CAIRO — More than a quarter-million people flooded Cairo’s main square Tuesday in a stunning and jubilant array of young and old, urban poor and middle class professionals, mounting by far the largest protest yet in a week of unrelenting demands for President Hosni Mubarak to leave after nearly 30 years in power. According to The Guardian, one million protesters gathered at Tahrir Square. One Al Jazeera correspondent said two million attended the protests in the square and its surrounding areas. The crowds – determined but peaceful – filled Tahrir, or Liberation, Square and spilled into nearby streets, among them people defying a government transportation shutdown to make their way from rural provinces. Protesters jammed in shoulder-to-shoulder, with schoolteachers, farmers, unemployed university graduates, women in conservative headscarves and women in high heels, men in suits and working-class men in scuffed shoes. They sang nationalist songs, danced, beat drums and chanted the anti-Mubarak slogan “Leave! Leave! Leave!” as military helicopters buzzed overhead. Organizers said the aim was to intensify marches to get the president out of power by Friday, and similar demonstrations erupted in at least five other cities around Egypt.
Mubarak will not step down, but will not seek re-election, he announces on state television. He said it’s time to “ensure a peaceful transition of power” and that it’s time for “someone to be elected by the people in the coming election.”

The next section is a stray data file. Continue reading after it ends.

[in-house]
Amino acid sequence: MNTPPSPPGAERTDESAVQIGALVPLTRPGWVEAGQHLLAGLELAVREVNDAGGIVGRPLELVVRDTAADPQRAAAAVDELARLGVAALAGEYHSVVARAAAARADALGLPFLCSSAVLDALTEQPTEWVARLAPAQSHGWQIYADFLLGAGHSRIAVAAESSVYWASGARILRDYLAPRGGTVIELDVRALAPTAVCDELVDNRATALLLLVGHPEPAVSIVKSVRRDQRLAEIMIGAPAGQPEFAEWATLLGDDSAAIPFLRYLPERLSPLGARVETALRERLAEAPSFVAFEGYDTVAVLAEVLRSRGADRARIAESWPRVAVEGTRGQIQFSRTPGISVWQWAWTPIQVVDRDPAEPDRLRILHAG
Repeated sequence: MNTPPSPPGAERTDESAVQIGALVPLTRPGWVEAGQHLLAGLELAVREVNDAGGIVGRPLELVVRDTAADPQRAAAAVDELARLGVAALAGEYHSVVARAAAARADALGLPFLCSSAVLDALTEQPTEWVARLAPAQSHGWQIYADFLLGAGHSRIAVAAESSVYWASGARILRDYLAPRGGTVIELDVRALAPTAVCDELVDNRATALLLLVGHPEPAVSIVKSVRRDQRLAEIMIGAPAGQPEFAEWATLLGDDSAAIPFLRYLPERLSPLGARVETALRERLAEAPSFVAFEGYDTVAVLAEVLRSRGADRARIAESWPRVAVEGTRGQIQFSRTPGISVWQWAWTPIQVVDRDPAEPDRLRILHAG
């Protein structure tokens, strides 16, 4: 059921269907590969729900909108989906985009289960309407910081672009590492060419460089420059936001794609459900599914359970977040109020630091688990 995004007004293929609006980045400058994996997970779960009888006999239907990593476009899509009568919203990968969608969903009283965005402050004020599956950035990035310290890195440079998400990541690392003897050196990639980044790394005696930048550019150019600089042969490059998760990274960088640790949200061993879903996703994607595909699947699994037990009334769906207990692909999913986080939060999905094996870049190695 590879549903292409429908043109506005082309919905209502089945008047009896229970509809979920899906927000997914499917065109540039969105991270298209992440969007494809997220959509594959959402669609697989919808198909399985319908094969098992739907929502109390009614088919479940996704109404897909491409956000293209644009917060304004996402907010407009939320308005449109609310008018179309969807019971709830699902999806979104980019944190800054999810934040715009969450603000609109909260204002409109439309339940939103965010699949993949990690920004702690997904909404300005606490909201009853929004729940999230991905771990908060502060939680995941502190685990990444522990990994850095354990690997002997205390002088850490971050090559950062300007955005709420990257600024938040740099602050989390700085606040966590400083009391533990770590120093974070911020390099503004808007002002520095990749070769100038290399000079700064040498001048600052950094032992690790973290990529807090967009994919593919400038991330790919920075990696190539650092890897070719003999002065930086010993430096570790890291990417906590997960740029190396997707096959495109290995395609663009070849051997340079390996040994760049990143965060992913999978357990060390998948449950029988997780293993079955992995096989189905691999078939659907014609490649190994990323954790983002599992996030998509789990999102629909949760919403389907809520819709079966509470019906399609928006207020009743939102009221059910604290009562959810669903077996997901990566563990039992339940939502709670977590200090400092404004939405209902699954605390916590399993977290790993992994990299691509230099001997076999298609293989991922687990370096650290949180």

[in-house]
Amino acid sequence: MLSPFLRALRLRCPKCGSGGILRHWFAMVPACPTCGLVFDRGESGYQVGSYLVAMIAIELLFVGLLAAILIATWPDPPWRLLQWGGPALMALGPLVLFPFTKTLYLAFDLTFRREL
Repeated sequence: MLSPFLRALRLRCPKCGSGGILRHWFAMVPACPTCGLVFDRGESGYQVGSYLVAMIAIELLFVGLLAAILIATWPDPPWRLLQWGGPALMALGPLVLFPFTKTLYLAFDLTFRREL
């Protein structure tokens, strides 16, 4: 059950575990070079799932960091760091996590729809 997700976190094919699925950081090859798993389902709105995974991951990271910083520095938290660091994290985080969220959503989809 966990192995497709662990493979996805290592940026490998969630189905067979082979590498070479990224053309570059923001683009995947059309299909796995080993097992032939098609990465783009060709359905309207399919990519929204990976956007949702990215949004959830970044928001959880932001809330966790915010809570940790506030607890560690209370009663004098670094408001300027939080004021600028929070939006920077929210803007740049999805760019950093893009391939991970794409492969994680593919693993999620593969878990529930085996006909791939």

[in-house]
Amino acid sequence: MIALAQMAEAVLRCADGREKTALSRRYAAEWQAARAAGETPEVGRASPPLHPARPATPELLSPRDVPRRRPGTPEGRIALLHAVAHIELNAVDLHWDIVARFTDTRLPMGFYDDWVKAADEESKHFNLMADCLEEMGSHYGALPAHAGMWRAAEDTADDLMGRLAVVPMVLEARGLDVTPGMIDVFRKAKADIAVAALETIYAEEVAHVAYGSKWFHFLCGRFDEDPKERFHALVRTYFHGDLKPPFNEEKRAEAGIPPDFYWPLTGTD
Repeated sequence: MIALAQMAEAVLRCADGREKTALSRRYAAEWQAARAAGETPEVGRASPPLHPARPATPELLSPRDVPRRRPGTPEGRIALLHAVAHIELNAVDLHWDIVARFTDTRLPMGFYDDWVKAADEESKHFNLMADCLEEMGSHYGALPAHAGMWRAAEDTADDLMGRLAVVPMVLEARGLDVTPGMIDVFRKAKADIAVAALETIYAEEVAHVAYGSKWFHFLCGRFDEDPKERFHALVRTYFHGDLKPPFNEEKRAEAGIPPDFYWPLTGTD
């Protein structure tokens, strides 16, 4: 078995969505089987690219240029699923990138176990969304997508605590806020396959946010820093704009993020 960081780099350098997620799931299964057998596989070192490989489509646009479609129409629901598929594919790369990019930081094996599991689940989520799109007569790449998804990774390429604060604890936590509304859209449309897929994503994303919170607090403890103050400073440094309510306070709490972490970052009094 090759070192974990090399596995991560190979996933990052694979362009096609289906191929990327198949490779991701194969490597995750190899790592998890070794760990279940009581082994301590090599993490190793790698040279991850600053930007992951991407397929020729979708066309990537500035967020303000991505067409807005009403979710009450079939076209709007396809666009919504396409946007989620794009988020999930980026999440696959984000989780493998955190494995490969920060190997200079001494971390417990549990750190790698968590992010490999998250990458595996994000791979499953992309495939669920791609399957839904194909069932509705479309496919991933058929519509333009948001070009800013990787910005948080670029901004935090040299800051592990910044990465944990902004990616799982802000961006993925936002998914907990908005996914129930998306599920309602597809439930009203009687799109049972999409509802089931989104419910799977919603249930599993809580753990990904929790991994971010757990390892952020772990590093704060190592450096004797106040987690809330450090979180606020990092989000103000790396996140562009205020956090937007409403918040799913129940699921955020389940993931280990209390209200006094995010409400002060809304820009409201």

BEIRUT — Syrians are organizing campaigns on Facebook and Twitter that call for a “day of rage” in Damascus this week, taking inspiration from Egypt and Tunisia in using social networking sites to rally their followers for sweeping political reforms. Like Egypt and Tunisia, Syria suffers from corruption, poverty and unemployment. All three nations have seen subsidy cuts on staples like bread and oil. Syria’s authoritarian president has resisted calls for political freedoms and jailed critics of his regime. The main Syrian protest page on Facebook is urging people to protest in Damascus on Feb. 4 and 5 for “a day of rage.” It says the goal is to “end the state of emergency in Syria and end corruption.”
The number of people who have joined Facebook and Twitter pages calling for protests on Friday and Saturday is still relatively small, and some are believed to live outside the country. President Bashar Assad said in an interview published Monday that his nation is immune from the kind of unrest roiling Tunisia and Egypt. He was quoted in the Wall Street Journal as acknowledging that the events signaled a “new era” in the Middle East. But he said Syria, which has gradually shed its socialist past in favor of the free market in recent years, was insulated from the upheaval because he understood his people’s needs and has united them in common cause against Israel. Social networking sites were integral to rallying protesters in Tunisia and Egypt. Facebook is banned in Syria, which makes organizing more difficult – even though many Syrians manage to access the social networking site anyway. More than 2,500 people have joined the page calling for protests on Feb. 4-5, with another 850 joining a page in favor of President Assad. Assad, a 45-year-old British-trained eye doctor, inherited power from his father, Hafez, in 2000, after three decades of authoritarian rule.